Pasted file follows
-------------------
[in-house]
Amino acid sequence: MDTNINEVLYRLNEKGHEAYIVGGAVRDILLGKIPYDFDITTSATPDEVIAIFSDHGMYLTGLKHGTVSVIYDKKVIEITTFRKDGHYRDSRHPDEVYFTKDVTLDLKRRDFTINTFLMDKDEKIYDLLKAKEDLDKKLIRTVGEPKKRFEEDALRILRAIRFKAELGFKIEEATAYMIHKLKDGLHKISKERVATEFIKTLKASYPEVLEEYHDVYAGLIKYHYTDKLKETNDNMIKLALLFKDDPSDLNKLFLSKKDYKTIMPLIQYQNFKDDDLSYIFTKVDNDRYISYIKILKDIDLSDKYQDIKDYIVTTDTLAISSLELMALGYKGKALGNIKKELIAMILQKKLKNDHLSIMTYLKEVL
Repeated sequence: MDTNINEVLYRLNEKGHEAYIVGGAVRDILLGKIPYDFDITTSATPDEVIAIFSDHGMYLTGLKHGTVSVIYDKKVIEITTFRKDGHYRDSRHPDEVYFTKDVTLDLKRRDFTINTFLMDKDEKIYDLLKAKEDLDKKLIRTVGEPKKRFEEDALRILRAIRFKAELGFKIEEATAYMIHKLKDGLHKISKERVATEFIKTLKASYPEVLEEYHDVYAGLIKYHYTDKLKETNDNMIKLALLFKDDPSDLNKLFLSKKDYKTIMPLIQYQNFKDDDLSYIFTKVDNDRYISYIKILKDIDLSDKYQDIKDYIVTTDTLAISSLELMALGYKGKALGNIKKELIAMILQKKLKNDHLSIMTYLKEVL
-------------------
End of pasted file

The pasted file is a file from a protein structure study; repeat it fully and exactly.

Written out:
[in-house]
Amino acid sequence: MDTNINEVLYRLNEKGHEAYIVGGAVRDILLGKIPYDFDITTSATPDEVIAIFSDHGMYLTGLKHGTVSVIYDKKVIEITTFRKDGHYRDSRHPDEVYFTKDVTLDLKRRDFTINTFLMDKDEKIYDLLKAKEDLDKKLIRTVGEPKKRFEEDALRILRAIRFKAELGFKIEEATAYMIHKLKDGLHKISKERVATEFIKTLKASYPEVLEEYHDVYAGLIKYHYTDKLKETNDNMIKLALLFKDDPSDLNKLFLSKKDYKTIMPLIQYQNFKDDDLSYIFTKVDNDRYISYIKILKDIDLSDKYQDIKDYIVTTDTLAISSLELMALGYKGKALGNIKKELIAMILQKKLKNDHLSIMTYLKEVL
Repeated sequence: MDTNINEVLYRLNEKGHEAYIVGGAVRDILLGKIPYDFDITTSATPDEVIAIFSDHGMYLTGLKHGTVSVIYDKKVIEITTFRKDGHYRDSRHPDEVYFTKDVTLDLKRRDFTINTFLMDKDEKIYDLLKAKEDLDKKLIRTVGEPKKRFEEDALRILRAIRFKAELGFKIEEATAYMIHKLKDGLHKISKERVATEFIKTLKASYPEVLEEYHDVYAGLIKYHYTDKLKETNDNMIKLALLFKDDPSDLNKLFLSKKDYKTIMPLIQYQNFKDDDLSYIFTKVDNDRYISYIKILKDIDLSDKYQDIKDYIVTTDTLAISSLELMALGYKGKALGNIKKELIAMILQKKLKNDHLSIMTYLKEVL